In this third edition of Entrepreneurship: Strategies and Resources, I have tried to improve upon the foundation set in the first and second editions. This book is designed to be friendlier to the user, beginning with its new design and softcover. A number of new features will help make the text easier to read and understand. Dozens of new examples and minicases, called "Street Story," have been added. International examples and applications are integrated throughout the book.

ORGANIZATION OF THE BOOK

Entrepreneurship: Strategies and Resources is organized into three parts. Part I introduces the major themes and theory ofthe book. Chapter 1 describes the roles that new venture creation plays in the international economy, defines entrepreneurship, and shows how three factors—individuals, environments, and organizations—come together to create the entrepreneurial event.

Chapter 2 sets this textbook apart from others because it casts entrepreneurial phenomena in terms of the predictive theory of the resource-based framework. In this chapter, we present the basic concepts and model of the resource-based theory. There are six types of resources in our theory: financial, physical, technological, human, organizational, and reputational. The theory says that entrepreneurs can create sustainable competitive advantage for their ventures when they possess or can acquire and control resources that are rare, valuable, hard to duplicate, and nonsubstitutable. Here we emphasize the importance of human resources, especially the entrepreneur. We then explain how these resources are a source of profit and rent for the entrepreneur and how the new venture needs to protect these rents and profits through isolating mechanisms and first-mover advantages. Last, we offer a model of resource-based feasibility analysis to guide the student throughout the rest of the book.

Part II Entrepreneurship: Strategies and Resources describes the environment for entrepreneurship. It presents the tools and techniques for analyzing business and competitive conditions and evaluating entrepreneurial opportunities. It is comparable to the strategy formulation phase of corporate strategic management. The purpose of this section is to show how the environment affects, directs, and impinges on the strategy formulation problem in new venture creation. It does this in two ways that can be expressed by the resource-based model: The environment helps determine what is rare, valuable, imitable, and substitutable and it is the source of resources that possess these four attributes. The strategy formulation problem in new venture creation can be Stated as follows: What configuration of resources will provide the new firm with the best chances of achieving a competitive advantage?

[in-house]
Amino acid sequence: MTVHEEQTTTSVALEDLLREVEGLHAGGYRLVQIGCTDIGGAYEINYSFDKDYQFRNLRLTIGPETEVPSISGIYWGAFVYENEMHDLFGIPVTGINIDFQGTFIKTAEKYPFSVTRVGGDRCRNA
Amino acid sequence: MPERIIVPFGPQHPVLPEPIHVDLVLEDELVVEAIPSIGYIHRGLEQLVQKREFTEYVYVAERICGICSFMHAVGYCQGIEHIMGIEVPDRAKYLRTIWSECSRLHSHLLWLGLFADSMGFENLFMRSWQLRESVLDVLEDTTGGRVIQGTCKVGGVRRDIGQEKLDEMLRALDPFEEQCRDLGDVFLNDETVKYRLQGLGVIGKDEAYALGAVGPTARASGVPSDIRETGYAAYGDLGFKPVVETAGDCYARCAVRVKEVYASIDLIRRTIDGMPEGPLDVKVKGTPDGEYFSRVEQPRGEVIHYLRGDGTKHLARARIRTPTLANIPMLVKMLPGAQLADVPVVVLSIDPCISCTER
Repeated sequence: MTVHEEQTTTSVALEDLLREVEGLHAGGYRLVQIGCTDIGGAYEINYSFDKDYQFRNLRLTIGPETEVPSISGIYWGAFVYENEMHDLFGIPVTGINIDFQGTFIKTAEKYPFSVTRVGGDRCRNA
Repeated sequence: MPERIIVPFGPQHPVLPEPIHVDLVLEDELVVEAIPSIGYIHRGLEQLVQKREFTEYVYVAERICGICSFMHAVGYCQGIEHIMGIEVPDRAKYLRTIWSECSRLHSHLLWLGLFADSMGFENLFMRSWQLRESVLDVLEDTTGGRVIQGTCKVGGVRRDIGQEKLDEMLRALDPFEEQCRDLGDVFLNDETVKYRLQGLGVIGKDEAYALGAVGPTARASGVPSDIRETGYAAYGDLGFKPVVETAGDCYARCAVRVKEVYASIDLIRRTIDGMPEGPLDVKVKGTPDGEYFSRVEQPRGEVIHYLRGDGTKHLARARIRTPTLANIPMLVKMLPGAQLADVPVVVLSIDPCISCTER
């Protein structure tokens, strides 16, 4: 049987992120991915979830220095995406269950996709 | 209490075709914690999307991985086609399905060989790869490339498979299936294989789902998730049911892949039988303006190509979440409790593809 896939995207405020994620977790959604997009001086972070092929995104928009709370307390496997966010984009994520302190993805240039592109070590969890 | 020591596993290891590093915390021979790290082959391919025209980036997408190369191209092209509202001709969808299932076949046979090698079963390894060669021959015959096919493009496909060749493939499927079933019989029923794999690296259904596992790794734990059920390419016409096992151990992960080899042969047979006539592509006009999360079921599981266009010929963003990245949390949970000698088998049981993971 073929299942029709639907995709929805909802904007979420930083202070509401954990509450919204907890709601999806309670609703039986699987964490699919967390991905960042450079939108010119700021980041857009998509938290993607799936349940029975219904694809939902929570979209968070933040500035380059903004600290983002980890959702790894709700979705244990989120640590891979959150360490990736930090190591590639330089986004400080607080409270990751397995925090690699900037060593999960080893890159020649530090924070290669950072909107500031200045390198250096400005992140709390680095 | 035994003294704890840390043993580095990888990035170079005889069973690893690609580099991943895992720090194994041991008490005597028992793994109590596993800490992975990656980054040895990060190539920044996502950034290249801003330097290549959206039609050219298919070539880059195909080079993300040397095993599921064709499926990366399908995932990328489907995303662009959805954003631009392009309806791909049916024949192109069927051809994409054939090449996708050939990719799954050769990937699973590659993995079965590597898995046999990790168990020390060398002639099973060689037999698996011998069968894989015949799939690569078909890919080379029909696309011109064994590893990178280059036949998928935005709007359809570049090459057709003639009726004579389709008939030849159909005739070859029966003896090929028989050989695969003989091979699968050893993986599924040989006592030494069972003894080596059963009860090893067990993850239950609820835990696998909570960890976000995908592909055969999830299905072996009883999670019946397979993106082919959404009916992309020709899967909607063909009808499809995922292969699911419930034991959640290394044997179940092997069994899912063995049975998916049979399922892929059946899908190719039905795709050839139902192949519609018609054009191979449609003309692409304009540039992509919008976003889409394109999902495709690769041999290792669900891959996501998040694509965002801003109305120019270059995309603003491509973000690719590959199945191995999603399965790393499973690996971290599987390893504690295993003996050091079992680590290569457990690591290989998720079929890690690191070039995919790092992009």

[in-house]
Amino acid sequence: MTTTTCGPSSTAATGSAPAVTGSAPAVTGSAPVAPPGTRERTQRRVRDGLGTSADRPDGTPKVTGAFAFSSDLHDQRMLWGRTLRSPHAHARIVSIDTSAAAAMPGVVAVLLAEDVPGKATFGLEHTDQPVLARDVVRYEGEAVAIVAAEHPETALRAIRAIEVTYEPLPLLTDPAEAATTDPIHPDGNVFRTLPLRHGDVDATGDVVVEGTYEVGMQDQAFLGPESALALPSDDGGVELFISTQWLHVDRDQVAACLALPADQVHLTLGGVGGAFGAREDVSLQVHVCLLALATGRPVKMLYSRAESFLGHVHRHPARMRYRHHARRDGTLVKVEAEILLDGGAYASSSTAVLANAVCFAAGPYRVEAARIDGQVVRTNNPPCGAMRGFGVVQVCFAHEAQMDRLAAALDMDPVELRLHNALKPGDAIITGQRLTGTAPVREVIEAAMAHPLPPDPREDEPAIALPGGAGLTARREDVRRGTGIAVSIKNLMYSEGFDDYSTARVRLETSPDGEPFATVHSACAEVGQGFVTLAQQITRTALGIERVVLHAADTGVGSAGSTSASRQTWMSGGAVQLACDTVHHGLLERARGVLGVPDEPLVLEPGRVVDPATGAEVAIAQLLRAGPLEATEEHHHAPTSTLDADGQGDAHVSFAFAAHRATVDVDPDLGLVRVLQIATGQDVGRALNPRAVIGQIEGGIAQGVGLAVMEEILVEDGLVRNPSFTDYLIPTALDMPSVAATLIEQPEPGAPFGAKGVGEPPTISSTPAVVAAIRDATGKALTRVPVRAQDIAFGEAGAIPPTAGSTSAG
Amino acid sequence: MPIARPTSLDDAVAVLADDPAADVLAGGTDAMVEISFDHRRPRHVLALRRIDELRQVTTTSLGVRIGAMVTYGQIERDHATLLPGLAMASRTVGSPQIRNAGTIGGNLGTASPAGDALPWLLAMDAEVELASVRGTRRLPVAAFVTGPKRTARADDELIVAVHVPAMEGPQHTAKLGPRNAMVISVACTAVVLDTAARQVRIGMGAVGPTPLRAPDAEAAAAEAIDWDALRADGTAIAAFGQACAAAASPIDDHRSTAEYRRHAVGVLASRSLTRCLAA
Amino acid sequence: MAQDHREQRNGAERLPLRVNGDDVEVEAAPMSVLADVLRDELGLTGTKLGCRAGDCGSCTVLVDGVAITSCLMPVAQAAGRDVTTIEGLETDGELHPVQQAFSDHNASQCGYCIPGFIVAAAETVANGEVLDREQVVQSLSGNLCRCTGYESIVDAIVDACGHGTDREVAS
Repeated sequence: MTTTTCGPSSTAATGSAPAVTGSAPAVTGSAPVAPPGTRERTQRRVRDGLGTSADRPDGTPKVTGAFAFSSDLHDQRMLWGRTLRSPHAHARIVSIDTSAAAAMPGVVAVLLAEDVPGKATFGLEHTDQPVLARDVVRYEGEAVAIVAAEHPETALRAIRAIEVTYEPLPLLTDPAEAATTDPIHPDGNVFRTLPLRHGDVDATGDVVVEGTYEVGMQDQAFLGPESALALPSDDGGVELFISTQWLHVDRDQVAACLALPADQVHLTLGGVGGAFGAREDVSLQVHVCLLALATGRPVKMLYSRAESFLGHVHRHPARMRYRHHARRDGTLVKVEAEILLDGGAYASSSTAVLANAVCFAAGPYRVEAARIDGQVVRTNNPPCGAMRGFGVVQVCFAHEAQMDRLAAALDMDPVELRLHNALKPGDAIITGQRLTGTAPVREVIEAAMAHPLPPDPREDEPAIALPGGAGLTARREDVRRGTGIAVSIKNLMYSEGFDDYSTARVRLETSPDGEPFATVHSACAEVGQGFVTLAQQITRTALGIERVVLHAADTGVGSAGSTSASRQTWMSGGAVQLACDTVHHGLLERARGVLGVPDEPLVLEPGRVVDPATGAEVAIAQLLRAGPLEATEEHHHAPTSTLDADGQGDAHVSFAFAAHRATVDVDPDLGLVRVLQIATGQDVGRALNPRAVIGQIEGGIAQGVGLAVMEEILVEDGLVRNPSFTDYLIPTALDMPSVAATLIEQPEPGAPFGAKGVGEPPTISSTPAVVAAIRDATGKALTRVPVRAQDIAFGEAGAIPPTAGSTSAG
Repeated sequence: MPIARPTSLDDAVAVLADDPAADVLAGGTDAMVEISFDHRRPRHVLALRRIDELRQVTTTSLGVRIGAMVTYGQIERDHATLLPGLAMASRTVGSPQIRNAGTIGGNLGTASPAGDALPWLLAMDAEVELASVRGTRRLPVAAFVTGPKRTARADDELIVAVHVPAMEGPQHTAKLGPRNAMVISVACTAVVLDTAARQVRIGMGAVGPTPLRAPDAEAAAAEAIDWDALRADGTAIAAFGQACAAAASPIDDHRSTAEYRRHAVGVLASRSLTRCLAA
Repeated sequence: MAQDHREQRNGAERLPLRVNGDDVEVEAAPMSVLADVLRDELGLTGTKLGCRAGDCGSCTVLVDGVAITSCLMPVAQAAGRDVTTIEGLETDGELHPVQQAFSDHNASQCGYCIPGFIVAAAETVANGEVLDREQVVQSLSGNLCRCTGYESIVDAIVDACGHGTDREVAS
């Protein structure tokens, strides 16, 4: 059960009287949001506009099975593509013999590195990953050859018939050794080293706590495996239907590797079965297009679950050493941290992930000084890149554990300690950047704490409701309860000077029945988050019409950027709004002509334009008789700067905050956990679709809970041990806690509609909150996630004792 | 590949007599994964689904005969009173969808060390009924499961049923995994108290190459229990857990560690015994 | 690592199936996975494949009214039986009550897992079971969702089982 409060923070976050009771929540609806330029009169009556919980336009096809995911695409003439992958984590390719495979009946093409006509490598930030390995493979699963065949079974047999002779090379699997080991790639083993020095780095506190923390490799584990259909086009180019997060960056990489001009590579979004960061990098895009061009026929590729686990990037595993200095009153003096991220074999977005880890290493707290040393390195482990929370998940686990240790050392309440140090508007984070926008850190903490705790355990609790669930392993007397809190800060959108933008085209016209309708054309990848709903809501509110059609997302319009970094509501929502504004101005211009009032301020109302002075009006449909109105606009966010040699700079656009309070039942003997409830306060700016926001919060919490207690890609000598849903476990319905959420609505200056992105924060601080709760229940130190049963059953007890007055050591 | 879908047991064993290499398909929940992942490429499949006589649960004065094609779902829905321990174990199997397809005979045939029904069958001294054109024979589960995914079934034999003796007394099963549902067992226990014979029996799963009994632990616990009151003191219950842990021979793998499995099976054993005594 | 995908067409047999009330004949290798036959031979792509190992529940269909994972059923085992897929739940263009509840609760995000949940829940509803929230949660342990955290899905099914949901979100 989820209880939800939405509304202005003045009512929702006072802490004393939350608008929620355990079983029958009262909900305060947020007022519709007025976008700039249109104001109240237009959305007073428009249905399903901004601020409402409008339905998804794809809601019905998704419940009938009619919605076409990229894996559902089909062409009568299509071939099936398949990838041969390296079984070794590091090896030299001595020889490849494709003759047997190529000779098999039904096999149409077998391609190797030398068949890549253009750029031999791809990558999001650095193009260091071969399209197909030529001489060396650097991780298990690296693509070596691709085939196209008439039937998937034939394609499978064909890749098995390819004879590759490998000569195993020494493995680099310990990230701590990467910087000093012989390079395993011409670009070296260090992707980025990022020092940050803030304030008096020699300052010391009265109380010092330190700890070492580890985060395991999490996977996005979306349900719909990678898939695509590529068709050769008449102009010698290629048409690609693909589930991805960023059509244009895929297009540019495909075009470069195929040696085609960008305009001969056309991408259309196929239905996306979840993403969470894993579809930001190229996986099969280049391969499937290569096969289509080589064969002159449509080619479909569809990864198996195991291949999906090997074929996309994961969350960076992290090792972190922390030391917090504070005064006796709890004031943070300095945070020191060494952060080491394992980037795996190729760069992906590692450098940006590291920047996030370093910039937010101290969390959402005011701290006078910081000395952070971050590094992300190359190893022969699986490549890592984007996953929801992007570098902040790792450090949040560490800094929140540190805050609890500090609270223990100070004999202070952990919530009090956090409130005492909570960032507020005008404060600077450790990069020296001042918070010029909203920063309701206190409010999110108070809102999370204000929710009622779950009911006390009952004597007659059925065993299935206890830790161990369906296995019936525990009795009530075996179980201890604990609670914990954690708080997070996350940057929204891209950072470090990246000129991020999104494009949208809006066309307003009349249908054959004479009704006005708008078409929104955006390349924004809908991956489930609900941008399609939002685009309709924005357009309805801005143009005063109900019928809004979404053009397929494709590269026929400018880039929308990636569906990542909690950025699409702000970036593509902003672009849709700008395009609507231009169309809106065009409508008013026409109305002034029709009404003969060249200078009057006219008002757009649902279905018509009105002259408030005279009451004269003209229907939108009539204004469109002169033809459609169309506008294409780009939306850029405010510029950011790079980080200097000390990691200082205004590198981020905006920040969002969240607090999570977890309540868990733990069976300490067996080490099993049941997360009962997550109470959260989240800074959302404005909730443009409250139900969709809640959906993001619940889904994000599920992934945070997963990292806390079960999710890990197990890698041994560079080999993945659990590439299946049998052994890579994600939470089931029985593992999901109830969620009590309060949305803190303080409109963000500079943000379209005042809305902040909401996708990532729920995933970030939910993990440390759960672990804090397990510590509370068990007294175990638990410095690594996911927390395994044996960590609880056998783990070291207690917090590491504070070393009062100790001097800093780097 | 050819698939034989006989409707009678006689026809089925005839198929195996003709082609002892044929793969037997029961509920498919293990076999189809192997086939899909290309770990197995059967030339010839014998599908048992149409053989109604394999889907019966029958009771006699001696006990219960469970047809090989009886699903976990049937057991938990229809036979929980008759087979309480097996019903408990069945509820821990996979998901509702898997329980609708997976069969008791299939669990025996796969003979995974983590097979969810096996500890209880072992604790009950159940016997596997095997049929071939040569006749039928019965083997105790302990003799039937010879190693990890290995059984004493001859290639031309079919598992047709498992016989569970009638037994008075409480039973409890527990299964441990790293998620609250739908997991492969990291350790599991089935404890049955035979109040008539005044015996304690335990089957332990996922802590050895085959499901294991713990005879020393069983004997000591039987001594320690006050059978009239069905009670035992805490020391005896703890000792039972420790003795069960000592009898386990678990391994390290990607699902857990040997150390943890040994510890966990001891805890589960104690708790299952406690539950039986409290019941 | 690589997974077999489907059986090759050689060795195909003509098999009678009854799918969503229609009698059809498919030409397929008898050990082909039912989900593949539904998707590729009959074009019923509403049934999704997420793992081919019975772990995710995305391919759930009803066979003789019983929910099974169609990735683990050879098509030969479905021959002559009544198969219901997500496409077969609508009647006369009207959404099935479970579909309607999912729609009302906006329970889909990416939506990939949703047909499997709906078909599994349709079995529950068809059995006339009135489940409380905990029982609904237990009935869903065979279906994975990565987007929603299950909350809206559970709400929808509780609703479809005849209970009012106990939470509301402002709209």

Chapter 3 covers the aspects of the macro- and microenvironment that affect entrepreneurship and new venture creation. We present a process model for environmental analysis and then describe a five-element model of the macroenvironment: political, economic, technological, sociodemographic, and ecological factors. Next we offer the elements of the competitive environment. We incorporate the Porter model (5-forces model) into the analysis. We begin by asking two questions of utmost importance to the entrepreneur in the early stages of new venture creation:

  1. Is the industry the entrepreneur is about to enter an attractive one?
  2. What are the best ways to compete to increase the chances of creating a high profitability venture?

To address the first question, the chapter depicts an industry's profitability as a function of buyer and supplier power, the threat of substitutes, entry barriers, and the state of interfirm rivalry. Students are shown how to do this analysis in sufficient depth and with limited data by resorting to the basics of microeconomic theory. To address the second question, we discuss the ways that the possession and acquisition of the fourattribute resource base provides the entrepreneur with tools to overcome strong industry forces and exploit weak industry forces. The resource-based model is incorporated into this discussion by demonstrating its applicability as a screening device for new venture ideas. We create and describe a resource-based implementation matrix—the four attributes of sustainable competitive advantage by the six types of resources: financial, physical, technological, reputational, human, and organizational resources.

Chapter 4 presents types of new venture strategies and examines different positions that entrepreneurs take regarding the resources required for their firms. We present the basic entry wedges available to the new venture and develop the set of resource-based strategies. We look at how the industry life cycle influences strategy choice. New ventures can be created successfully across the life cycle, but each poses its special challenges. The chapter concludes with an overview of strategic postures and orientations that entrepreneurs can take.

Chapter 5 presents the major tool for formulating and creating new ventures: the business plan. We offer an in-depth outline for a business plan, including all the key sections and tips on how to structure the plan and the financial proposal for maximum effectiveness. The chapter continues with a discussion of the criteria and techniques for evaluating business plans. At the end of the chapter, we offer proven tips for the format and presentation, writing, and editing of successful business plans. A complete business plan follows the chapters.

Part III of Entrepreneurship: Strategies and Resources makes the transition from the formulation of entrepreneurial strategy to the implementation stage. The section covers strategic choice, implementation issues, and the problems of securing resources.

Chapter 6 is an entirely new chapter called "The E-Entrepreneur." It explores the special nature of electronic entrepreneurship and the impact the Internet has had on entrepreneurs and start-ups everywhere. We examine who is likely to be an e-entrepreneur and what makes Internet start-ups likely to succeed. Within the framework of the resource-based theory, we conclude that you must be able to do something that provides you with a competitive advantage. We then take a look at the underlying strategies that e-entrepreneurs can employ for their firms. Finally, we evaluate a number of e-commerce models that have been tried during the e-commerce boom.